Discipline-Independent Text Information Extraction from Heterogeneous Styled References Using Knowledge from the Web
Park, Sung Hee
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In education and research, references play a key role. They give credit to prior works, and provide support for reviews, discussions, and arguments. The set of references attached to a publication can help describe that publication, can aid with its categorization and retrieval, can support bibliometric studies, and can guide interested readers and researchers. If suitably analyzed, that set can aid with the analysis of the publication itself, especially regarding all its citing passages. However, extracting and parsing references are difficult problems. One concern is that there are many styles of references, and identifying what style was employed is problematic, especially in heterogeneous collections of theses and dissertations, which cover many fields and disciplines, and where different styles may be used even in the same publication. We address these problems by drawing upon suitable knowledge found in the WWW. In particular, we use appropriate lists (e.g., of names, cities, and other types of entities). We use available information about the many reference styles found, in a type of reverse engineering. We use available references to guide machine learning. In particular, we research a two-stage classifier approach, with multi-class classification with respect to reference styles, and partially solve the problem of parsing surface representations of references. We describe empirical evidence for the effectiveness of our approach and plans for improvement of our method.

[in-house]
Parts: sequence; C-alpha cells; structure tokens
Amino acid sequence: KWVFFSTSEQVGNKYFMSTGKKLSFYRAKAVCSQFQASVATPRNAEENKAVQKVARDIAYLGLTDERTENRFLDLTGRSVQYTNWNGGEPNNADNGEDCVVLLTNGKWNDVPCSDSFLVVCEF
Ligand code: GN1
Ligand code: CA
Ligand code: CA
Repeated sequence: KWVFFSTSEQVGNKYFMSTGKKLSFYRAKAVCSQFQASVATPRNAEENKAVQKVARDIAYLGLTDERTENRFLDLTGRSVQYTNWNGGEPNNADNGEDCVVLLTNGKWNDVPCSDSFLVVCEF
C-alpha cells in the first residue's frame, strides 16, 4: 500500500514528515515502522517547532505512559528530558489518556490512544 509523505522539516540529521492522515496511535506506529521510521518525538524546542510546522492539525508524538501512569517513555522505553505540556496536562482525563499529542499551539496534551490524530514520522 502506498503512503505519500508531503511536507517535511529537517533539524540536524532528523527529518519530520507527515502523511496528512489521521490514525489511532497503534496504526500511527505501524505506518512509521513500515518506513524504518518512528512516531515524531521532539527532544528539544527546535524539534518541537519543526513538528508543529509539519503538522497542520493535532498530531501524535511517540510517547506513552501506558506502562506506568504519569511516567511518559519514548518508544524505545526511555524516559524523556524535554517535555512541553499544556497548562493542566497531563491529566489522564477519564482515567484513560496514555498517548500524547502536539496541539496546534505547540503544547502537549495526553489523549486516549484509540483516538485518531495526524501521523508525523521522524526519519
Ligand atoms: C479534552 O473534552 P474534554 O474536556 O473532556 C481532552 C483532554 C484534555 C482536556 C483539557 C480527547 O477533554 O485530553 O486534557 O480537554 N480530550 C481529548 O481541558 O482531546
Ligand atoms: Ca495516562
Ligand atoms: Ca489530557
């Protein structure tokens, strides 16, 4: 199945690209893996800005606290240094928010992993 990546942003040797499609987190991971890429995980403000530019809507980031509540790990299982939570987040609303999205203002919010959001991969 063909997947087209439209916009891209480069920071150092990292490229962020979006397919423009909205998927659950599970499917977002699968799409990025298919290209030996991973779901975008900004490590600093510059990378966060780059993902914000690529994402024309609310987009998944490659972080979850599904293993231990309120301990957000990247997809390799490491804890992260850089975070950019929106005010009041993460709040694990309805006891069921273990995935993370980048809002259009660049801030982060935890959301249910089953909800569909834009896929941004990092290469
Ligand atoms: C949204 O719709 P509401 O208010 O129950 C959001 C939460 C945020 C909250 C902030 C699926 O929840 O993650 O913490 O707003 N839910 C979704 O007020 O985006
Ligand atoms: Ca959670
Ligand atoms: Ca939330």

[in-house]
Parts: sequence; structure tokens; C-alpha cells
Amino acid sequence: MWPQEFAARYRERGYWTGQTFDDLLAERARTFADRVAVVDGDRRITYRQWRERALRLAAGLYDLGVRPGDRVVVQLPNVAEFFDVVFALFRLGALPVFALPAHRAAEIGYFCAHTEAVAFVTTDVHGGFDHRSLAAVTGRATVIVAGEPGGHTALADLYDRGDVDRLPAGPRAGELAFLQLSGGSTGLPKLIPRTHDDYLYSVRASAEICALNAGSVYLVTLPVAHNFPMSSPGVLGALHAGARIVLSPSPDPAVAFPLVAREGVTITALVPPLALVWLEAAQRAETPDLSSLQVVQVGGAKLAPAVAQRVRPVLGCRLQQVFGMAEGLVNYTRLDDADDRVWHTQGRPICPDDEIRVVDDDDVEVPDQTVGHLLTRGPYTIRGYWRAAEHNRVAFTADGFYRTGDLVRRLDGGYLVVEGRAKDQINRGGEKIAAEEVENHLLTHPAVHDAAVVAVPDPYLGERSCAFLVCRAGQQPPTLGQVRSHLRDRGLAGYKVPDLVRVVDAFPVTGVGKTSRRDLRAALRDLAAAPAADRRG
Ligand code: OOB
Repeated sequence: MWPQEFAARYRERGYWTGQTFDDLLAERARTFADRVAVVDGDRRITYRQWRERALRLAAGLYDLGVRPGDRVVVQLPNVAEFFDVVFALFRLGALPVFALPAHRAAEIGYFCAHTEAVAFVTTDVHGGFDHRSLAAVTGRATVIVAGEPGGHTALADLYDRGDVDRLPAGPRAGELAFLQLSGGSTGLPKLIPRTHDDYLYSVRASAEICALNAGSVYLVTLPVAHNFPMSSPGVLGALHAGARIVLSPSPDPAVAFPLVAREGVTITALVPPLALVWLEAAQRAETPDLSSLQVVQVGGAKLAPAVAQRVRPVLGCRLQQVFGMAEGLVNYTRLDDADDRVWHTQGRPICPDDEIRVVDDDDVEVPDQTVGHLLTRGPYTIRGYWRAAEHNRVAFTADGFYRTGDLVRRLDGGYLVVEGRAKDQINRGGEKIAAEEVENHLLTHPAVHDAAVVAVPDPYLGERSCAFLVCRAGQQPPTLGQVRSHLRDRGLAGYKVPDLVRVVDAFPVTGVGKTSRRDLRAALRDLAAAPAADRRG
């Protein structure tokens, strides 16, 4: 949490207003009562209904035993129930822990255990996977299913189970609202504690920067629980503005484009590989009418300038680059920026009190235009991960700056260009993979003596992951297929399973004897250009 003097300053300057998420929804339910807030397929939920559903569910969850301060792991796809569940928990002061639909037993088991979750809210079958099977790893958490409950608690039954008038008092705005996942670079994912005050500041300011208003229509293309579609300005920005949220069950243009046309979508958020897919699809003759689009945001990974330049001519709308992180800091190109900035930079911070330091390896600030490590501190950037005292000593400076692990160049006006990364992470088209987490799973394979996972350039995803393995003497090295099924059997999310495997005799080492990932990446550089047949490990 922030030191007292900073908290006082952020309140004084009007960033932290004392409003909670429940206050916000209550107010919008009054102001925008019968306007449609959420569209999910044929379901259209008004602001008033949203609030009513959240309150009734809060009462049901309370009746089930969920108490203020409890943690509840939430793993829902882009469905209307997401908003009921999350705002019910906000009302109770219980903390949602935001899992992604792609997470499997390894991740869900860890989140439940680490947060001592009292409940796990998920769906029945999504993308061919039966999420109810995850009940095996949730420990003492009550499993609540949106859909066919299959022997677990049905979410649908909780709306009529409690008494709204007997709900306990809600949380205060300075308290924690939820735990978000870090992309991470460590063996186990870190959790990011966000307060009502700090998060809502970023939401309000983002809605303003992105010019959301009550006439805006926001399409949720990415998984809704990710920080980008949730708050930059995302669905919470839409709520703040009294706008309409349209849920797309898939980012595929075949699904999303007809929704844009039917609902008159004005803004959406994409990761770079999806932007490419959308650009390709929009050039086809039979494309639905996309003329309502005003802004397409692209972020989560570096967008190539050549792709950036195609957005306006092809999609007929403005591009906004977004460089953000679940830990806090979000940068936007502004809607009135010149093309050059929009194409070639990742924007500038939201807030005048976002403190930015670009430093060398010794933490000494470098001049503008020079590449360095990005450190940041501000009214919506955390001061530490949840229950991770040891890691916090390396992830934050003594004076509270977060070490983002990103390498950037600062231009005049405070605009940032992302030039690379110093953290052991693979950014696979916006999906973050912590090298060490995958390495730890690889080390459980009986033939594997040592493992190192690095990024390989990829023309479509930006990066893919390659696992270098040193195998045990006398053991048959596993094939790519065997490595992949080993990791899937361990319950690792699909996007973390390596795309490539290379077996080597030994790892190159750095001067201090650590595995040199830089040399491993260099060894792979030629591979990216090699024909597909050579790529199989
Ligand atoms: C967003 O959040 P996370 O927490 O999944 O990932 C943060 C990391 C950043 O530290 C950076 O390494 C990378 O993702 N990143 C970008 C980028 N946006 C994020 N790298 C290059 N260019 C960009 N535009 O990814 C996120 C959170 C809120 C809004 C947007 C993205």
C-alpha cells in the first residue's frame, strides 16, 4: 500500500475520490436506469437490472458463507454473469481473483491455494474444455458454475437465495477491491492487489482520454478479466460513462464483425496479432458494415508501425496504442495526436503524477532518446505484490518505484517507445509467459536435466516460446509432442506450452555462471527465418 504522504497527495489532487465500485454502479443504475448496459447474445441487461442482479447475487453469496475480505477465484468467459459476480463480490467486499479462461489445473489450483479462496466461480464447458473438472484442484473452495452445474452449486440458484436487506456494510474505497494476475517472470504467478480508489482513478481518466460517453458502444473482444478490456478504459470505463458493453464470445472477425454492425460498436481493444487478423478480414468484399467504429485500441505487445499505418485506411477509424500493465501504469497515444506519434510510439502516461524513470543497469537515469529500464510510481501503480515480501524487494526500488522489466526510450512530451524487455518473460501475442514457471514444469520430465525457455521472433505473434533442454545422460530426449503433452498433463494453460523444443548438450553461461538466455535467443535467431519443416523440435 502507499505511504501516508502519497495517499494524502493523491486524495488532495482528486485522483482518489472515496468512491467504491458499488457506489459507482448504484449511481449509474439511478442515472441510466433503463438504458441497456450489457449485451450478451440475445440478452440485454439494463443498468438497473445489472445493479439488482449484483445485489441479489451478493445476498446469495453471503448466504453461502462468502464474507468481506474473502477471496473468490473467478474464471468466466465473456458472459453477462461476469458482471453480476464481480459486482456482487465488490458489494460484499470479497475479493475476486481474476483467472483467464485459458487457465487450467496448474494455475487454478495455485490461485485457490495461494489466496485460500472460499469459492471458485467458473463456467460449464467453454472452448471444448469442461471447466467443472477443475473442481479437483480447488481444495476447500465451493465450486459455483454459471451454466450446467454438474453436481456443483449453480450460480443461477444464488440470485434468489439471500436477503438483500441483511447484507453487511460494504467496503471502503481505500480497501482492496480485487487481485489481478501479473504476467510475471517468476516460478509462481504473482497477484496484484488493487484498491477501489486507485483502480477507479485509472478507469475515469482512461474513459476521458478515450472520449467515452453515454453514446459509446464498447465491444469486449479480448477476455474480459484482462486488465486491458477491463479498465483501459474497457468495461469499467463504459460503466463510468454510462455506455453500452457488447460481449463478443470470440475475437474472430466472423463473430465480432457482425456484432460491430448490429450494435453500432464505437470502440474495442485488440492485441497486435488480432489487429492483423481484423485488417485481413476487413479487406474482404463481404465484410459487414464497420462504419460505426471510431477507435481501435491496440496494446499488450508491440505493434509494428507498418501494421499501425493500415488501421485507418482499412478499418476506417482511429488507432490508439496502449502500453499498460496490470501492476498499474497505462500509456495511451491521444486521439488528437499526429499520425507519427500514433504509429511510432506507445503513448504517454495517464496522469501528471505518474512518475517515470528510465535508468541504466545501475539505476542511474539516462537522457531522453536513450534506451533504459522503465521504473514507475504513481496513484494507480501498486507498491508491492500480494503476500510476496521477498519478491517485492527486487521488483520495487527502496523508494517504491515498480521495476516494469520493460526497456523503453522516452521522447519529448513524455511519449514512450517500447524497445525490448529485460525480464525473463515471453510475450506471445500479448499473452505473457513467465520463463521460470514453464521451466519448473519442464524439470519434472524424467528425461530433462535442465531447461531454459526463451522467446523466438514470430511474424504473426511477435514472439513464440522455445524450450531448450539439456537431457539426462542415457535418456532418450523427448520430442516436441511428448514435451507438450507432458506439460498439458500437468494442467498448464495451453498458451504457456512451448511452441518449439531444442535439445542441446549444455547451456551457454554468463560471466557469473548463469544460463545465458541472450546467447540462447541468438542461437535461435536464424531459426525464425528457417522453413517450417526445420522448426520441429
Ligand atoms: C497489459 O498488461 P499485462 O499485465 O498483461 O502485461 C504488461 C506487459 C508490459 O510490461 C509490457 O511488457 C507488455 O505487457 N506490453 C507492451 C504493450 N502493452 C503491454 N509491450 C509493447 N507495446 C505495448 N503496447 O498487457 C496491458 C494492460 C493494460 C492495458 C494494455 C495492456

- Doctoral Dissertations